All AVMs need treatment Most AVMs that are found incidentally will not bleed or require treatment during the person's life but there is no way to know if the finding is just an incidental finding if the patient has symptoms of the AVM such as bleeding or Headache treatment options then become available for the doctor and patient to discuss.

Can you live with an arteriovenous malformation?

In some cases, people with an AVM live for years without symptoms or complications, and this means that brain aneurysms must be closely monitored because they can leak and cause serious health problems.

It is a defect in which a blood vessel loaded with deoxygenated blood fails to drain properly. Not much is known about the causes of an AVM but it is believed to be genetic or congenital. The places where they develop are the brain, spinal cord, heart and lungs.

Diagnosis of arteriovenous malformation

Your doctor may diagnose you with an AVM based on a review of your symptoms and an examination

Hearing loss may be caused by the very rapid flow of blood through the arteries and veins from an AVM.

Tests commonly used to help diagnose an AVM include: MRI (magnetic resonance imaging), CT scan, and angiography

  • Cerebral angiography . This test uses a special type of dye called a contrast agent to highlight the blood vessels. This allows the doctor to see the structures in the blood vessels better on the x-ray.

  • Computed tomography (CT) . A CT scan uses X-rays to create images of the brain, head or spinal cord and can help show bleeding

  • Magnetic resonance imaging (MRI) . MRI machines use powerful magnets and radio waves to create detailed images of tissues, and MRIs can pick up on small changes in these tissues.

  • Magnetic resonance angiography (MRA) . An MR image captures the pattern and speed of blood flow through vascular abnormalities

Treatment of arteriovenous malformation

Treatment options depend on the location of the abnormality in which you are experiencing symptoms and your general health as well as the risks of treatment. Some types of AVM are monitored with regular imaging exams to watch for changes or problems that require treatment.

  • hemorrhage

  • It causes symptoms other than bleeding

  • This type of treatment is performed in the brain and can be administered safely


Medications can help manage many symptoms including seizures, headaches, and back pain


The main treatment for an AVM is surgery. Your doctor may recommend surgery if you're at high risk of bleeding. Your doctor may recommend removal if you have a large AVM with risks of damage to surrounding vital structures due to excessive expansion and rupture. Surgery is usually performed when the AVM is located in an area that can be surgically removed with little risk of causing significant damage and no other treatments. That will help in this case the brain tissue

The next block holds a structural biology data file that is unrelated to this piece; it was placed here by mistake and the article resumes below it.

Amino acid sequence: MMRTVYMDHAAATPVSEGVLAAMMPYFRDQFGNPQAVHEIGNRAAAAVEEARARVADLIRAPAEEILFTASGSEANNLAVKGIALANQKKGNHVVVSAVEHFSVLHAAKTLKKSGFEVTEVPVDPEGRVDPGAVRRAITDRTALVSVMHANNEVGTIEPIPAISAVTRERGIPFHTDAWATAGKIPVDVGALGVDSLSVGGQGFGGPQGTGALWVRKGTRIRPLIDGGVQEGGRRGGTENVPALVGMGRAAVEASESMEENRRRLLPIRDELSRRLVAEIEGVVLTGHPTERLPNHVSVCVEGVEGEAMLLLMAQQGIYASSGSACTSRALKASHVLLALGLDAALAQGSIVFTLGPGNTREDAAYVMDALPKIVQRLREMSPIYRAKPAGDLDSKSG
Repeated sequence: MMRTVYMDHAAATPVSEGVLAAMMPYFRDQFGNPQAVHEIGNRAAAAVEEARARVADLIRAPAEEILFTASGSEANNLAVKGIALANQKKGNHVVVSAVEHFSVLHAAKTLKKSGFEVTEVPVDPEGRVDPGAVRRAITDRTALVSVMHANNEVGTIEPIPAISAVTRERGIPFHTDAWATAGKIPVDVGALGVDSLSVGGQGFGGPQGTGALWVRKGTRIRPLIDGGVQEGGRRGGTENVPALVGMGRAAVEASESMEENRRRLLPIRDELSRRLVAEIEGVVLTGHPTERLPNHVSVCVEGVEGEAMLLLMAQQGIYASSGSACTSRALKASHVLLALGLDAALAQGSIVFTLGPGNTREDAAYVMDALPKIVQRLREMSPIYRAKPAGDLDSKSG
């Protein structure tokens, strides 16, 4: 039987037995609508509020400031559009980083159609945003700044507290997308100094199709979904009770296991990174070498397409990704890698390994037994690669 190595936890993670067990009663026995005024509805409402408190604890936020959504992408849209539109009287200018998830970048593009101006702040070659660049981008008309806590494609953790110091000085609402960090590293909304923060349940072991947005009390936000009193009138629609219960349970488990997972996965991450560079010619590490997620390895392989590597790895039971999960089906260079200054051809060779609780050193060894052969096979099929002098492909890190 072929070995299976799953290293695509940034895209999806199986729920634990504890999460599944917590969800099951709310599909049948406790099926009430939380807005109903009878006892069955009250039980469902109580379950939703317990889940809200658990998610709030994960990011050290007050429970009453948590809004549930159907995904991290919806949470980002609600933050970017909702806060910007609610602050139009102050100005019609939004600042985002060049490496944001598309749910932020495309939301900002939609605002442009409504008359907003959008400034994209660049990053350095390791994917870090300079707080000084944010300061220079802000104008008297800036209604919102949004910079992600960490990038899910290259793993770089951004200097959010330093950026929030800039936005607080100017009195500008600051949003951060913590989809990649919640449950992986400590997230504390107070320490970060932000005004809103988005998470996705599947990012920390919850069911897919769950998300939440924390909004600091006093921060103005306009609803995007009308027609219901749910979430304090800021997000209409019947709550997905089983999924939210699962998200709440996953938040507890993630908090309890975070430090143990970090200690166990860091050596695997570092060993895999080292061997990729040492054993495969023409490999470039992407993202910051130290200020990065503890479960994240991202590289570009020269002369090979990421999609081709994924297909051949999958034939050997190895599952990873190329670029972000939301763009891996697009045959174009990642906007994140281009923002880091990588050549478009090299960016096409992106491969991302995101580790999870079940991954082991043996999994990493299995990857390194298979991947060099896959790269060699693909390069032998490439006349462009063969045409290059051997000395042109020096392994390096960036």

Angioplasty is a type of surgery in which a surgeon threads a catheter through the arteries into the AVM, then injects a substance to close off parts of the AVM to reduce blood flow. It may also be done before brain surgery or radiosurgery to help reduce the risk of infection. Bleeding after brain surgery or other types of radiation therapy for complications of cancer

Stereotactic radiosurgery is sometimes used to treat AVMs. This uses highly focused beams of radiation to destroy blood vessels and stop the blood supply to the AVM.

Follow up

After treatment of an AVM, you may need regular follow-up visits with your doctor. Your doctor if your AVM is recurring or if it causes such a severe headache that you can't open your eyes.

  1. Cardiac rehabilitation and circulatory rehabilitation
  2. Rehabilitation of The Brain and Nerves

Coping and support

Knowing you have an malformation can be frightening, it can make you feel like you have little control over your health but there are steps you can take to deal with the feelings that come with a diagnosis and recovery:

  • For information about the AVM, you need to know the facts about your condition. Ask your doctor about the size and location of the AVM and what that means for your treatment options.

  • Accept your feelings. Complications of an AVM, such as bleeding and stroke, may cause emotional problems as well as physical problems. Compliance with the diagnosis may help.

  • Keep friends and family close. Friends and family can help you with practical things like accompanying you to doctor's appointments, and they can also provide emotional support by listening when you need them